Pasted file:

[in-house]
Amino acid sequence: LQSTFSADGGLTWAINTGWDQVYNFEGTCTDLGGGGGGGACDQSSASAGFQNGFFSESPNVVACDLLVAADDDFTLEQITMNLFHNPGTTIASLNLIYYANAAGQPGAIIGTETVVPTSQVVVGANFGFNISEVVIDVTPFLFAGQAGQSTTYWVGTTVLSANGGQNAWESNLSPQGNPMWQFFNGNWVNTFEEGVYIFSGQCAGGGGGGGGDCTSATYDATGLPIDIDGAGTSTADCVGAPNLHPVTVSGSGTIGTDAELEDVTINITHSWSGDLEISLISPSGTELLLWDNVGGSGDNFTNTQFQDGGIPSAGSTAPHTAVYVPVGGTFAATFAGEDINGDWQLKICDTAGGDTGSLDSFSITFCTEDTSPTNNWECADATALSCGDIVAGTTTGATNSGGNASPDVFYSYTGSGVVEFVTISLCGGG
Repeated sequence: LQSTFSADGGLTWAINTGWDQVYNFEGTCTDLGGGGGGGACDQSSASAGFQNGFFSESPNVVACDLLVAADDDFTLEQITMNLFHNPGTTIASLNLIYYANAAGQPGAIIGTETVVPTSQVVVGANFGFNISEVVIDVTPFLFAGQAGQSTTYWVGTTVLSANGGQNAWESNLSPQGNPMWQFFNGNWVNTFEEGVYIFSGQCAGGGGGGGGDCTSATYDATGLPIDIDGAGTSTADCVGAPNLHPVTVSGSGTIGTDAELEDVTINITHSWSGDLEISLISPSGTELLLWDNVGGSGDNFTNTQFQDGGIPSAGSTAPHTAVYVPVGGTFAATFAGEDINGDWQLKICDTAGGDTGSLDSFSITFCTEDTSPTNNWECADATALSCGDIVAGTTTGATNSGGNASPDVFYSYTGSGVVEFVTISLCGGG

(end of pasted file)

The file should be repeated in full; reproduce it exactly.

[in-house]
Amino acid sequence: LQSTFSADGGLTWAINTGWDQVYNFEGTCTDLGGGGGGGACDQSSASAGFQNGFFSESPNVVACDLLVAADDDFTLEQITMNLFHNPGTTIASLNLIYYANAAGQPGAIIGTETVVPTSQVVVGANFGFNISEVVIDVTPFLFAGQAGQSTTYWVGTTVLSANGGQNAWESNLSPQGNPMWQFFNGNWVNTFEEGVYIFSGQCAGGGGGGGGDCTSATYDATGLPIDIDGAGTSTADCVGAPNLHPVTVSGSGTIGTDAELEDVTINITHSWSGDLEISLISPSGTELLLWDNVGGSGDNFTNTQFQDGGIPSAGSTAPHTAVYVPVGGTFAATFAGEDINGDWQLKICDTAGGDTGSLDSFSITFCTEDTSPTNNWECADATALSCGDIVAGTTTGATNSGGNASPDVFYSYTGSGVVEFVTISLCGGG
Repeated sequence: LQSTFSADGGLTWAINTGWDQVYNFEGTCTDLGGGGGGGACDQSSASAGFQNGFFSESPNVVACDLLVAADDDFTLEQITMNLFHNPGTTIASLNLIYYANAAGQPGAIIGTETVVPTSQVVVGANFGFNISEVVIDVTPFLFAGQAGQSTTYWVGTTVLSANGGQNAWESNLSPQGNPMWQFFNGNWVNTFEEGVYIFSGQCAGGGGGGGGDCTSATYDATGLPIDIDGAGTSTADCVGAPNLHPVTVSGSGTIGTDAELEDVTINITHSWSGDLEISLISPSGTELLLWDNVGGSGDNFTNTQFQDGGIPSAGSTAPHTAVYVPVGGTFAATFAGEDINGDWQLKICDTAGGDTGSLDSFSITFCTEDTSPTNNWECADATALSCGDIVAGTTTGATNSGGNASPDVFYSYTGSGVVEFVTISLCGGG